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I have some piece of C++ code that fails with a compilation error unless it is run in C++11 mode, but I can't figure out why that would be the case as the code does not (explicitly) use C++11 features:

#include <vector>
#include <map>
#include <boost/unordered_map.hpp>

struct SomeStruct {
  boost::unordered_map<int, int> intMap;
};

int main(int argc, const char* argv[]) {
  std::vector<SomeStruct> vals;

  vals.resize(100);
}

When compiling this on an Ubuntu 12.04 64bit machine with gcc 4.6.3-1ubuntu5 and boost 1.48:

g++ test.cpp

then I get this compilation error:

In file included from /usr/include/c++/4.6/vector:61:0,
                 from test.cpp:1:
/usr/include/c++/4.6/bits/stl_algobase.h: In function 'typename __gnu_cxx::__enable_if<(! std::__is_scalar<_Tp>::__value), void>::__type std::__fill_a(_ForwardIterator, _ForwardIterator, const _Tp&) [with _ForwardIterator = SomeStruct*, _Tp = SomeStruct, typename __gnu_cxx::__enable_if<(! std::__is_scalar<_Tp>::__value), void>::__type = void]':
/usr/include/c++/4.6/bits/stl_algobase.h:722:7:   instantiated from 'void std::fill(_ForwardIterator, _ForwardIterator, const _Tp&) [with _ForwardIterator = SomeStruct*, _Tp = SomeStruct]'
/usr/include/c++/4.6/bits/vector.tcc:397:5:   instantiated from 'void std::vector<_Tp, _Alloc>::_M_fill_insert(std::vector<_Tp, _Alloc>::iterator, std::vector<_Tp, _Alloc>::size_type, const value_type&) [with _Tp = SomeStruct, _Alloc = std::allocator<SomeStruct>, std::vector<_Tp, _Alloc>::iterator = __gnu_cxx::__normal_iterator<SomeStruct*, std::vector<SomeStruct> >, typename std::_Vector_base<_Tp, _Alloc>::_Tp_alloc_type::pointer = SomeStruct*, std::vector<_Tp, _Alloc>::size_type = long unsigned int, std::vector<_Tp, _Alloc>::value_type = SomeStruct]'
/usr/include/c++/4.6/bits/stl_vector.h:944:9:   instantiated from 'void std::vector<_Tp, _Alloc>::insert(std::vector<_Tp, _Alloc>::iterator, std::vector<_Tp, _Alloc>::size_type, const value_type&) [with _Tp = SomeStruct, _Alloc = std::allocator<SomeStruct>, std::vector<_Tp, _Alloc>::iterator = __gnu_cxx::__normal_iterator<SomeStruct*, std::vector<SomeStruct> >, typename std::_Vector_base<_Tp, _Alloc>::_Tp_alloc_type::pointer = SomeStruct*, std::vector<_Tp, _Alloc>::size_type = long unsigned int, std::vector<_Tp, _Alloc>::value_type = SomeStruct]'
/usr/include/c++/4.6/bits/stl_vector.h:632:4:   instantiated from 'void std::vector<_Tp, _Alloc>::resize(std::vector<_Tp, _Alloc>::size_type, std::vector<_Tp, _Alloc>::value_type) [with _Tp = SomeStruct, _Alloc = std::allocator<SomeStruct>, std::vector<_Tp, _Alloc>::size_type = long unsigned int, std::vector<_Tp, _Alloc>::value_type = SomeStruct]'
test.cpp:12:18:   instantiated from here
/usr/include/c++/4.6/bits/stl_algobase.h:676:2: error: no match for 'operator=' in '* __first = __value'
/usr/include/c++/4.6/bits/stl_algobase.h:676:2: note: candidate is:
test.cpp:5:8: note: SomeStruct& SomeStruct::operator=(SomeStruct&)
test.cpp:5:8: note:   no known conversion for argument 1 from 'const SomeStruct' to 'SomeStruct&'

This compiles fine when enabling C++11 support in gcc:

g++ -std=c++0x test.cpp

Could somebody explain why this only works in C++11 mode ?

Edit:

Steps to reproduce using Vagrant:

vagrant init precise64
vagrant up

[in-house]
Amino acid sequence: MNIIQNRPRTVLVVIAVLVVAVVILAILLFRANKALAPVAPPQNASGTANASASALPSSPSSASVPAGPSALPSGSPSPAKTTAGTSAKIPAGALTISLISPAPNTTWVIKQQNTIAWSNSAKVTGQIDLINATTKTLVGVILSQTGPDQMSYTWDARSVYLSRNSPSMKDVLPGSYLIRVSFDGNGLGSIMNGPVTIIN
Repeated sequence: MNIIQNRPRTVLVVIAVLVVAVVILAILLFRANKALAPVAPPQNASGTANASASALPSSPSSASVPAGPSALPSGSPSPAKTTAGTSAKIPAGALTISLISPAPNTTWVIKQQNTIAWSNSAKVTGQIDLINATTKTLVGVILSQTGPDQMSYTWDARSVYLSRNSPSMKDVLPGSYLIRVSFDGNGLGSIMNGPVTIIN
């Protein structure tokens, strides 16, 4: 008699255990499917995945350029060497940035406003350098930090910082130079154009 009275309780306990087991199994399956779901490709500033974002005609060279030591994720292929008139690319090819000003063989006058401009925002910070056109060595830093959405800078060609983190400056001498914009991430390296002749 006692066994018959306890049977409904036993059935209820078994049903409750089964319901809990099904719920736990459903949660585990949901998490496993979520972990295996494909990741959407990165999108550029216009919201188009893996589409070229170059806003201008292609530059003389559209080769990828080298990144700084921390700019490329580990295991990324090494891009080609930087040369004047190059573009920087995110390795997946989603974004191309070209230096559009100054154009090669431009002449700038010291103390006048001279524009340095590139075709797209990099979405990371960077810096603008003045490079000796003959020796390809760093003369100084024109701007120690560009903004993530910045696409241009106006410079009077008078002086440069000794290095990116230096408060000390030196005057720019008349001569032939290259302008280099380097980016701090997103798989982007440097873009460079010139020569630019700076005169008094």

vagrant ssh
sudo apt-get install -y build-essential libboost1.48-all-dev
echo "#include <vector>
#include <map>
#include <boost/unordered_map.hpp>

struct SomeStruct {
  boost::unordered_map<int, int> intMap;
};

int main(int argc, const char* argv[]) {
  std::vector<SomeStruct> vals;

  vals.resize(100);
}" > test.cpp
g++ test.cpp
share|improve this question
    
I cannot reproduce this on gcc 4.6.3 or 4.8, ubuntu 12.04 64 bit and boost 1.46. –  juanchopanza Dec 3 '12 at 7:38
    
No errors under MinGW using gcc 4.7.0 and boost 1.49, compiling with -std=c++03 –  Yuushi Dec 3 '12 at 7:42
    
Sorry, this was with boost 1.48 not 1.46. Steps to reproduce using Vagrant: vagrant init precise64; vagrant up; vagrant ssh; sudo apt-get install -y build-essential libboost1.48-all-dev; echo "#include <vector> #include <map> #include <boost/unordered_map.hpp> struct SomeStruct { boost::unordered_map<int, int> intMap; }; int main(int argc, const char* argv[]) { std::vector<SomeStruct> vals; vals.resize(100); }" > test.cpp; g++ test.cpp –  Thomas Dudziak Dec 3 '12 at 7:48
    
Try to comment out the std::vector::resize line. –  bamboon Dec 3 '12 at 8:00
1  
@bamboon The code compiles fine with the resize line commented out. –  Thomas Dudziak Dec 3 '12 at 8:05

1 Answer 1

up vote 3 down vote accepted

The copy-assignment operator of boost::unordered_map is declared as:

unordered_map& operator=(unordered_map &t)

which in turn causes (C++98 12.8 [#10]) the implicit copy-assignment operator of SomeStruct to be declared as:

SomeStruct &operator= (SomeStruct &);

Adding an explicit copy-assignment operator

SomeStruct &operator= (const SomeStruct &x) { intMap = x.intMap; return *this; }

solves the issue, and it works by invoking a different overload of unordered_map::operator=.

This issue is fixed in Boost 1.52. which declares the operator as:

unordered_map& operator=(unordered_map const& x);
share|improve this answer
    
will your explicit copy-assignment compile at all? intMap = x.intMap should fail - x.intMap is const here, so no appropriate overload of copy-assignment for unordered map will be found. –  Basilevs Dec 3 '12 at 11:27
    
@Basilevs, there exists another overload of operator= - unordered_map& operator=(const ::boost::rv< unordered_map >& x), I mentioned it above. –  chill Dec 3 '12 at 12:26
    
@chill: Thanks, adding the copy-assignment operator worked like a charm! –  Thomas Dudziak Dec 3 '12 at 21:48

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